Across the United States, schools have wrestled with the concept of adding time to the regular school day. There is an ongoing debate. Here, we’ll take a look at some of the reasons schools are lengthening school days or seriously considering it, and also discuss at some of the arguments against the idea.
In addition to a longer school day being part of the school reform programs proposed by the Obama administration, some educators believe in the concept so that children have more opportunities for learning. Some parents appreciate having more of the afternoon to devote to their work and other responsibilities, along with what they see as the resulting benefits to their children’s education.
On the contrary, other parents do not wish to relinquish the hours of opportunity for their children to be involved in regular private after-school activities, such as individual music, art, or dance lessons, or non school-related sports or other recreational activities. There are already few enough after-school hours in the day… a concern expressed by many opponents of the longer school day.
But there are additional reasons why there is support for longer school days. In some parts of the country, chunks of school time are lost due to weather conditions. Snow days are common in the northeastern and mid-Atlantic states, and depending on the amount of snowfall or ice and resulting flooding as a thaw or rainfall sets in, in a particular season, precious days of educational requirements are lot. Frequent weather-related school cancellation days occur in other parts of the country, as well. Some weather conditions keep schools closed even in southern states for a week or longer. Longer school days would allow students to complete the required number of hours per school year without extending the school term far into the approaching summer.
Not all educators or parents are sold on longer school days. Parents and students comment that children are leaving for school in the dark of night during winter – a difficult adjustment for many families. Some schools have lengthened their days without the educational successes and outcomes hoped for. As of 2009, the proposition was still on the table as a point for negotiation in school contracts in many school districts.
The question is whether longer school days are really needed, or if other methods of school reform work better.
Some teachers remark that by the end of the regular school day, they and their students are at the end of their capacity for further teaching and learning. Says one teacher, by then her “tank is pretty much empty.” Studies have shown that post-lunch attention deficit syndrome is a very real obstacle for some students, and not much substantial learning actually occurs during the post-lunch hours.
Other research indicates that students are only “on task for about a third of the hours spent in school,” suggesting that a better idea would be to improve instruction and quality of delivery and find other alternatives to increase learning, rather than to lengthen the school day.
Why is the prospect of a longer school day still looming in the United States? Most school districts that have tried the program have not yet seen an appreciable rise in students’ grades. But proponents of more hours of school per day espouse the plan on the basis of school day schedules in other countries. Their higher achievements academically would seem to show that more hours per day result in better academic progress. However, some of our U.S. educators point out that the entire academic system in other countries is very different from that of the U.S., with students separated according to their capabilities and placed into vocational or technical learning situations, or are placed into other tracks to receive a liberal arts-based education. Foreign schools do many things differently, so it is somewhat senseless to model U.S. schools after foreign schools based only on the length of the school day.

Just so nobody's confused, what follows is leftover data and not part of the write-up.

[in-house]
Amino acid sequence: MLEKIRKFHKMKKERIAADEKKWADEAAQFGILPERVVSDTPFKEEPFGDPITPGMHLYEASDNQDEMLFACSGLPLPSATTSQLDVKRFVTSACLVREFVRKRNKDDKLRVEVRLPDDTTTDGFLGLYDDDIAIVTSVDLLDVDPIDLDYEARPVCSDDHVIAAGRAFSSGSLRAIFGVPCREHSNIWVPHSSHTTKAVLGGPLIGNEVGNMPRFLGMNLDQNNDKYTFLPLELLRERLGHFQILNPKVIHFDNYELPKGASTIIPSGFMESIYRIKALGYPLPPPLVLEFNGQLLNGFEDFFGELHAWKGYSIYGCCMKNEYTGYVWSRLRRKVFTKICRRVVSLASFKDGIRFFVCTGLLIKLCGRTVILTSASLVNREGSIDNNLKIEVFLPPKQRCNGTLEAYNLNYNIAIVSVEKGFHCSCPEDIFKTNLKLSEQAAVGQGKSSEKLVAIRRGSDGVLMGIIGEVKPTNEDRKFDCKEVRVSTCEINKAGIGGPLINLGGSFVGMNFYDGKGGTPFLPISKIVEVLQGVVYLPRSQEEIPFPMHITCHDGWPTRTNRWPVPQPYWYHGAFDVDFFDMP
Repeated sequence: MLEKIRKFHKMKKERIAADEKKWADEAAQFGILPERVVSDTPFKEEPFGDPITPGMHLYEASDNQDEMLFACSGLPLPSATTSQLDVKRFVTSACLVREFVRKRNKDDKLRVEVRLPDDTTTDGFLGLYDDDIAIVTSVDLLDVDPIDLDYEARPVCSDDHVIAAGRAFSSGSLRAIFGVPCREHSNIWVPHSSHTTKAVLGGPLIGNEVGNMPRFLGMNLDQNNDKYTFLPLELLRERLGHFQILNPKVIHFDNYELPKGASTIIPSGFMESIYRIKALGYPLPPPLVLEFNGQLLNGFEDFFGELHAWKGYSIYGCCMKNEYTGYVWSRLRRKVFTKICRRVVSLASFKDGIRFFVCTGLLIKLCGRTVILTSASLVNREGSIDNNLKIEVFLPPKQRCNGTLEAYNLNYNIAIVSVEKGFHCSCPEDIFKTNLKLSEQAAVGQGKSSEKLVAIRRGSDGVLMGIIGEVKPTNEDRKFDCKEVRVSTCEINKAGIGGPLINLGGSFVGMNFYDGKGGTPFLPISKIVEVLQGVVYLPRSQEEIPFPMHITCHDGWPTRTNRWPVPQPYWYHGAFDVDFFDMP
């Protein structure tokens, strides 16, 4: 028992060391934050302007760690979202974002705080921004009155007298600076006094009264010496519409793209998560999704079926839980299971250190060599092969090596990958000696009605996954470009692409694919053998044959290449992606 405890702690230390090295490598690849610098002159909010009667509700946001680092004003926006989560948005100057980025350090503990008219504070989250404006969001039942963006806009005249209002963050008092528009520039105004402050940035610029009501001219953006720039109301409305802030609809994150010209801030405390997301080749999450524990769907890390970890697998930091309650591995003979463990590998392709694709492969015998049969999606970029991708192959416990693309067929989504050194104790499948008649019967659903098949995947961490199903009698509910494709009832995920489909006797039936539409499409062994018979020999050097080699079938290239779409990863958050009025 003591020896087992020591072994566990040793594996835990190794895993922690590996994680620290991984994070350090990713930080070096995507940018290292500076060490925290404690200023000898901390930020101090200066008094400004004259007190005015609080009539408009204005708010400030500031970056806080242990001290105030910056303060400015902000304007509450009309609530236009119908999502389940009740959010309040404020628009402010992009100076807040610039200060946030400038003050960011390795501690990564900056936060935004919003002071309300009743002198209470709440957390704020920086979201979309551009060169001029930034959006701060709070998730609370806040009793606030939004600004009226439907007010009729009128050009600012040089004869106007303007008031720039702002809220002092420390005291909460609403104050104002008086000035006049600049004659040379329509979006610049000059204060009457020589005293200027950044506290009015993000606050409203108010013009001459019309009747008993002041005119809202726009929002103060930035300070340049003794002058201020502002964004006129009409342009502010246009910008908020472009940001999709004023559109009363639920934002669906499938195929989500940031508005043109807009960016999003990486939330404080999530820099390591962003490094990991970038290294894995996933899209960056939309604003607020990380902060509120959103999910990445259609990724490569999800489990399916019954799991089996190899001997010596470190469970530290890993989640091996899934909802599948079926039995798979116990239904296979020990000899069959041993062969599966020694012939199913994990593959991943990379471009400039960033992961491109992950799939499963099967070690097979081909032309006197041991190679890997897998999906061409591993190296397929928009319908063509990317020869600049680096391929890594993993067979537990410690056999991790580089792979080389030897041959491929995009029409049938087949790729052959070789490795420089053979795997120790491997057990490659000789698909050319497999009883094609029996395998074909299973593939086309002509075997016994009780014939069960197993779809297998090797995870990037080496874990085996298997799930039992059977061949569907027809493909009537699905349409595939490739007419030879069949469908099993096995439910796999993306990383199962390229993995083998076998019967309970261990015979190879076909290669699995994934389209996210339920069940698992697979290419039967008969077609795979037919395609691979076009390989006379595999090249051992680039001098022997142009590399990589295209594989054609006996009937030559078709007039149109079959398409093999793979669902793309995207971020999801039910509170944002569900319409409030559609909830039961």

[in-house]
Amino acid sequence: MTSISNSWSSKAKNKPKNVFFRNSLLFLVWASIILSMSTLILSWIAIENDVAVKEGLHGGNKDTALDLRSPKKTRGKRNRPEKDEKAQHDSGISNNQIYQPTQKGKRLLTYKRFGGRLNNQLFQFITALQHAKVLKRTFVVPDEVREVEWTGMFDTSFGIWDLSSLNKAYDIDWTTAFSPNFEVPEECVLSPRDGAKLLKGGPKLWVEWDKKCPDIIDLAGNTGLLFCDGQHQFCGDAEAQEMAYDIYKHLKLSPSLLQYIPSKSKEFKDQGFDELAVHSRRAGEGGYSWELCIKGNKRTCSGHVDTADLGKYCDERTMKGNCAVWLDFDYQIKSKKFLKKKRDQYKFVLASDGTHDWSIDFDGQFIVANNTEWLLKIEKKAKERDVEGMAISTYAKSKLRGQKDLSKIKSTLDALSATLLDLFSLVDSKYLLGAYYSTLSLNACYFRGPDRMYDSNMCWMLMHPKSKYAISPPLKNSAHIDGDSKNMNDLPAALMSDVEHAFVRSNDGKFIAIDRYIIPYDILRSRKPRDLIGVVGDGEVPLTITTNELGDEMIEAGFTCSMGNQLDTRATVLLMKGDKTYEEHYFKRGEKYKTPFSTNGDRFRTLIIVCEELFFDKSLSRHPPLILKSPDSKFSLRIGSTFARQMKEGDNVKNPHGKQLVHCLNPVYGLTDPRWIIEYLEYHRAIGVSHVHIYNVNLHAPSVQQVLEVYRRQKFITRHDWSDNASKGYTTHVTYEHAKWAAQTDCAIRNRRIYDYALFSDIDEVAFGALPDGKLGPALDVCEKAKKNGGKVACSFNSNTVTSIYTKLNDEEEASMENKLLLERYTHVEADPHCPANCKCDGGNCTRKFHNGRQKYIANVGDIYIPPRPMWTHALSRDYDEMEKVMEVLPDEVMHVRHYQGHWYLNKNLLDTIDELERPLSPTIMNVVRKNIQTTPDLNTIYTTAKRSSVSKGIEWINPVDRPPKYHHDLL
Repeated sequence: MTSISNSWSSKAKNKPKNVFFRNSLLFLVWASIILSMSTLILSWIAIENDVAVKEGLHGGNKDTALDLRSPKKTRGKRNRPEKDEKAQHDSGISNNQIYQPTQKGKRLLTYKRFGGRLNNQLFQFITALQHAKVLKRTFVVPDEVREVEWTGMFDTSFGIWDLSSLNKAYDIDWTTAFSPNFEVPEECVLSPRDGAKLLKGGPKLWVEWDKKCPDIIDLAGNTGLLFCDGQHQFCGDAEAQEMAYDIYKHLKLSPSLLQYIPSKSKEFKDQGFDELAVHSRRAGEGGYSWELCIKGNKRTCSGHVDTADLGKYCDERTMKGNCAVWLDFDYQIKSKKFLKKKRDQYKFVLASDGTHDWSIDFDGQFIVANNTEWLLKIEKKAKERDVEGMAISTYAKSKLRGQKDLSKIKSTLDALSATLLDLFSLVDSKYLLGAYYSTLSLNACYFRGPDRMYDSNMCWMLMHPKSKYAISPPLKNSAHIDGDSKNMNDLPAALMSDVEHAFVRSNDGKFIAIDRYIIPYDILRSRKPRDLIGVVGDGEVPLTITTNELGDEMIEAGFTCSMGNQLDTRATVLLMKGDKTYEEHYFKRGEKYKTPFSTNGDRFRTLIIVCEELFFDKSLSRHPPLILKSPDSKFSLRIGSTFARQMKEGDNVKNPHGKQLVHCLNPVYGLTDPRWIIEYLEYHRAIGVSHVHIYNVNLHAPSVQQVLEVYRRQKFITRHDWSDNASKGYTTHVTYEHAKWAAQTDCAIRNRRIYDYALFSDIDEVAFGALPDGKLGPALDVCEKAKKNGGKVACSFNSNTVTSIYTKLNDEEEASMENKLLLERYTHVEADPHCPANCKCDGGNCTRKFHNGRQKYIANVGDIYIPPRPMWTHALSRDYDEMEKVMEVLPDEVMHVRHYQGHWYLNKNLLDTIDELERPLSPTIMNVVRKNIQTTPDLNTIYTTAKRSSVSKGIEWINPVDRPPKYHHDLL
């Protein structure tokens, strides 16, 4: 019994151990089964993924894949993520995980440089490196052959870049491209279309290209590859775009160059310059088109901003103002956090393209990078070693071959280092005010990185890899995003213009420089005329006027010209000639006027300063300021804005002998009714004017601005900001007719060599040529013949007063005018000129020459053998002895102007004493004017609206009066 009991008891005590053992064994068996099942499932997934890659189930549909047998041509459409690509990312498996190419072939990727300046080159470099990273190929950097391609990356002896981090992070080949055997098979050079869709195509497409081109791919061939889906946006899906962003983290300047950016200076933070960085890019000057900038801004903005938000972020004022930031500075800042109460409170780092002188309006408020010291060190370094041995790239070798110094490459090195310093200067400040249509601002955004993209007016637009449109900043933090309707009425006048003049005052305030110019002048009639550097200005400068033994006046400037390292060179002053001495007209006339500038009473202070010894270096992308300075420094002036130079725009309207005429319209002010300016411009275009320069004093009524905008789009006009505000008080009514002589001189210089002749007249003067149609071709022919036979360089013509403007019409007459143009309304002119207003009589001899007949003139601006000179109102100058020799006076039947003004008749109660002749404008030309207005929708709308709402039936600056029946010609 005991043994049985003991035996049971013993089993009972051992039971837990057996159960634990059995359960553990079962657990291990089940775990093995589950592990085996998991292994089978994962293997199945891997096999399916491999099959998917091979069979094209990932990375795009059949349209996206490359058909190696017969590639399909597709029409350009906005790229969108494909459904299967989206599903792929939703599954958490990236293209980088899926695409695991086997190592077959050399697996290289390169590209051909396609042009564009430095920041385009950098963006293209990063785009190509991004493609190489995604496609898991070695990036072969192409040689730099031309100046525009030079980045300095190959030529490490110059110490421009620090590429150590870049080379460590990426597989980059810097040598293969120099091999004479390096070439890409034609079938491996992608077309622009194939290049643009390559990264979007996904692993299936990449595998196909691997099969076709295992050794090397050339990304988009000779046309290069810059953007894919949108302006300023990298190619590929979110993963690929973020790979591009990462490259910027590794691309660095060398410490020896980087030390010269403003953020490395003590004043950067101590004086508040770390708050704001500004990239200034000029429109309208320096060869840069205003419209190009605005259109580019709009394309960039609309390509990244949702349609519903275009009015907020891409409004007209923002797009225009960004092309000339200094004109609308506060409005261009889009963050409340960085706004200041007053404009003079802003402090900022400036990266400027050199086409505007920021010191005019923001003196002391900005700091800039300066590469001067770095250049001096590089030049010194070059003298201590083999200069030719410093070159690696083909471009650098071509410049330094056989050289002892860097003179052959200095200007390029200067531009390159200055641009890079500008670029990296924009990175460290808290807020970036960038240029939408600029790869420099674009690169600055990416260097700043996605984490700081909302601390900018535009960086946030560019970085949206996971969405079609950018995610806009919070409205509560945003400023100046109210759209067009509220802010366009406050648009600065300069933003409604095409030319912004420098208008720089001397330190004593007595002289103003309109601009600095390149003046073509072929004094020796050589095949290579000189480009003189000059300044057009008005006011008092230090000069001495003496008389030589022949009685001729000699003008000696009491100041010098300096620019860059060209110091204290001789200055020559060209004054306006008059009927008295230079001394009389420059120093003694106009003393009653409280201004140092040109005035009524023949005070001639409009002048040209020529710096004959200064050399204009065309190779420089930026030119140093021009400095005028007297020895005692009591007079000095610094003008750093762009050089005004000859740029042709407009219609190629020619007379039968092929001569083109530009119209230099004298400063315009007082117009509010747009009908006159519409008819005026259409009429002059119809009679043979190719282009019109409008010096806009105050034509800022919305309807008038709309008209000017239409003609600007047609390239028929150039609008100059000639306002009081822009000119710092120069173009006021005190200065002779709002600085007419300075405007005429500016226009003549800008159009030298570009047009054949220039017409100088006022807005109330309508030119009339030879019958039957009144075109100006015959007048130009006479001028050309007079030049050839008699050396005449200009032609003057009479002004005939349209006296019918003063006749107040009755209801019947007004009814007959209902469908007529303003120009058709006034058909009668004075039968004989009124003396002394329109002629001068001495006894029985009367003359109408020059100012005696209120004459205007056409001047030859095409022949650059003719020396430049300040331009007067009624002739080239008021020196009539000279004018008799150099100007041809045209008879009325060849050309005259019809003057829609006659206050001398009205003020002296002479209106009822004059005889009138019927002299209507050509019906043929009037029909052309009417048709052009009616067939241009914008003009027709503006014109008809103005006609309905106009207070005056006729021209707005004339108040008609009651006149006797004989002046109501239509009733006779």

Some schools have used results of standardized tests as the measure of success, claiming that reading and math scores are improved, and that deficits in these areas are made up by having a longer day. Still, much of the success seen in test results may have to do with other things, such as the quality of teaching and the amount of preparation time teachers have in the U.S.
Still, U.S. students clearly need some sort of impetus for better learning in order to prepare for the educational or working world ahead.
Is the question really more about quality versus quantity?
Perhaps good educational outcomes have more to do with the quality of teaching than the quantity of hours spent in school per day. It is well known that salaries for teachers are low compared to salaries earned in other vocations. Teachers who spend more time in the classroom before or after school are usually preparing for the next day’s work. However, most are not paid for this additional time. Most are found working on their own time over weekends and holidays, but the only wages they will receive are for the time spent in school, based on the regular school day’s set number of hours.
Whether a longer school day is beneficial to students, teachers, parents, and our world ranking in educational outcomes depends on how extra hours of school per day would be used. If the additional time is used for more engaging, interesting, or motivational approaches to actual learning, the longer day may be worth the adjustments that would have to be made. However, teachers need to be made a part of the discussion process and, without a doubt, compensated for the additional time spent in their classroom each day.